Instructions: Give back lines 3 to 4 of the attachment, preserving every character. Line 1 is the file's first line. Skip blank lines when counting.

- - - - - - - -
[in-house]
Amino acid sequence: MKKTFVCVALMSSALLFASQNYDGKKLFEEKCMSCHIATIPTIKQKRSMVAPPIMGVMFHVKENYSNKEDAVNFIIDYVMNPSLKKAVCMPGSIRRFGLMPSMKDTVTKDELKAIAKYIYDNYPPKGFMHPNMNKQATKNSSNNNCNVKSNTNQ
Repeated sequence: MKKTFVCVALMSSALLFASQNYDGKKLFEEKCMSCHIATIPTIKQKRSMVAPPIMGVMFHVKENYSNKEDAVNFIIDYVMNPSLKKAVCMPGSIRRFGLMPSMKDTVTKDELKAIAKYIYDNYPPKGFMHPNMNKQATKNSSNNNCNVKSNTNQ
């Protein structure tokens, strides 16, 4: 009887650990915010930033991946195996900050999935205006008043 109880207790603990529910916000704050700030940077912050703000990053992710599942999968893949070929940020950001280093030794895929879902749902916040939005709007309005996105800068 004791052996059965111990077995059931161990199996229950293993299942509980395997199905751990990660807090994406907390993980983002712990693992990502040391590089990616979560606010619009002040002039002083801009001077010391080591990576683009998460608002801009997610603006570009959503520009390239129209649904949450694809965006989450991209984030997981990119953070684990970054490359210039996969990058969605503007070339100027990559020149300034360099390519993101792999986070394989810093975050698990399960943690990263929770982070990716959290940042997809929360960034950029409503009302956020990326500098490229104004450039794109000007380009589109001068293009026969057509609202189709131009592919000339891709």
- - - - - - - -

Repeated sequence: MKKTFVCVALMSSALLFASQNYDGKKLFEEKCMSCHIATIPTIKQKRSMVAPPIMGVMFHVKENYSNKEDAVNFIIDYVMNPSLKKAVCMPGSIRRFGLMPSMKDTVTKDELKAIAKYIYDNYPPKGFMHPNMNKQATKNSSNNNCNVKSNTNQ
């Protein structure tokens, strides 16, 4: 009887650990915010930033991946195996900050999935205006008043 109880207790603990529910916000704050700030940077912050703000990053992710599942999968893949070929940020950001280093030794895929879902749902916040939005709007309005996105800068 004791052996059965111990077995059931161990199996229950293993299942509980395997199905751990990660807090994406907390993980983002712990693992990502040391590089990616979560606010619009002040002039002083801009001077010391080591990576683009998460608002801009997610603006570009959503520009390239129209649904949450694809965006989450991209984030997981990119953070684990970054490359210039996969990058969605503007070339100027990559020149300034360099390519993101792999986070394989810093975050698990399960943690990263929770982070990716959290940042997809929360960034950029409503009302956020990326500098490229104004450039794109000007380009589109001068293009026969057509609202189709131009592919000339891709």